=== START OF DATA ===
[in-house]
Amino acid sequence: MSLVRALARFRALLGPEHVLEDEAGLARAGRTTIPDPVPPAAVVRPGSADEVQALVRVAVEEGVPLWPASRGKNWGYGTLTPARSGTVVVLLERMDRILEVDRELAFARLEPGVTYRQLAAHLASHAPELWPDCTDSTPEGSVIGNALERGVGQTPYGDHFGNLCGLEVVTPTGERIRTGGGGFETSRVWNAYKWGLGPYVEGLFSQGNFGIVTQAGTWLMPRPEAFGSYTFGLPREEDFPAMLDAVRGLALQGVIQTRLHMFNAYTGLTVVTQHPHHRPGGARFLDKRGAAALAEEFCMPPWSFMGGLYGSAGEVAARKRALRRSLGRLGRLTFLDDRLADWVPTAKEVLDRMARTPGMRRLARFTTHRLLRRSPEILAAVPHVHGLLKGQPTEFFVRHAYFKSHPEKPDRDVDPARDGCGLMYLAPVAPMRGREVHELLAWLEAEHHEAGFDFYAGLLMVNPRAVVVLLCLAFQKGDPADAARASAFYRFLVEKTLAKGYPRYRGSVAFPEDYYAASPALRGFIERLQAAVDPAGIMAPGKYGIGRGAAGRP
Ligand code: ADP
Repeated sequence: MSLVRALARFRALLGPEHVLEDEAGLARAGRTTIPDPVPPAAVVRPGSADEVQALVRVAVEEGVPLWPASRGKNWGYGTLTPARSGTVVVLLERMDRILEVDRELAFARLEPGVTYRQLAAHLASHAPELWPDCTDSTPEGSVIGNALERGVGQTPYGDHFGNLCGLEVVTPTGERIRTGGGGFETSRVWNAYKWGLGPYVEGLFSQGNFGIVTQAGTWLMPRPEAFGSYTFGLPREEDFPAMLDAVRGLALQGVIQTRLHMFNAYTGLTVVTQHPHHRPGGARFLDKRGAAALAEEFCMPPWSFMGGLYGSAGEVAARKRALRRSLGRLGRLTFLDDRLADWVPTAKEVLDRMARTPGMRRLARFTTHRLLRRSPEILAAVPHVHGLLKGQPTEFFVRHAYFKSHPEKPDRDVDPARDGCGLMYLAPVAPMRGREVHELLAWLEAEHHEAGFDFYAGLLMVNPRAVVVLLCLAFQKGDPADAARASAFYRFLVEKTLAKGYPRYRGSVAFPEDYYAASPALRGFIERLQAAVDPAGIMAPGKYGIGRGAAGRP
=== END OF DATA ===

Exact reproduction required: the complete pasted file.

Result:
[in-house]
Amino acid sequence: MSLVRALARFRALLGPEHVLEDEAGLARAGRTTIPDPVPPAAVVRPGSADEVQALVRVAVEEGVPLWPASRGKNWGYGTLTPARSGTVVVLLERMDRILEVDRELAFARLEPGVTYRQLAAHLASHAPELWPDCTDSTPEGSVIGNALERGVGQTPYGDHFGNLCGLEVVTPTGERIRTGGGGFETSRVWNAYKWGLGPYVEGLFSQGNFGIVTQAGTWLMPRPEAFGSYTFGLPREEDFPAMLDAVRGLALQGVIQTRLHMFNAYTGLTVVTQHPHHRPGGARFLDKRGAAALAEEFCMPPWSFMGGLYGSAGEVAARKRALRRSLGRLGRLTFLDDRLADWVPTAKEVLDRMARTPGMRRLARFTTHRLLRRSPEILAAVPHVHGLLKGQPTEFFVRHAYFKSHPEKPDRDVDPARDGCGLMYLAPVAPMRGREVHELLAWLEAEHHEAGFDFYAGLLMVNPRAVVVLLCLAFQKGDPADAARASAFYRFLVEKTLAKGYPRYRGSVAFPEDYYAASPALRGFIERLQAAVDPAGIMAPGKYGIGRGAAGRP
Ligand code: ADP
Repeated sequence: MSLVRALARFRALLGPEHVLEDEAGLARAGRTTIPDPVPPAAVVRPGSADEVQALVRVAVEEGVPLWPASRGKNWGYGTLTPARSGTVVVLLERMDRILEVDRELAFARLEPGVTYRQLAAHLASHAPELWPDCTDSTPEGSVIGNALERGVGQTPYGDHFGNLCGLEVVTPTGERIRTGGGGFETSRVWNAYKWGLGPYVEGLFSQGNFGIVTQAGTWLMPRPEAFGSYTFGLPREEDFPAMLDAVRGLALQGVIQTRLHMFNAYTGLTVVTQHPHHRPGGARFLDKRGAAALAEEFCMPPWSFMGGLYGSAGEVAARKRALRRSLGRLGRLTFLDDRLADWVPTAKEVLDRMARTPGMRRLARFTTHRLLRRSPEILAAVPHVHGLLKGQPTEFFVRHAYFKSHPEKPDRDVDPARDGCGLMYLAPVAPMRGREVHELLAWLEAEHHEAGFDFYAGLLMVNPRAVVVLLCLAFQKGDPADAARASAFYRFLVEKTLAKGYPRYRGSVAFPEDYYAASPALRGFIERLQAAVDPAGIMAPGKYGIGRGAAGRP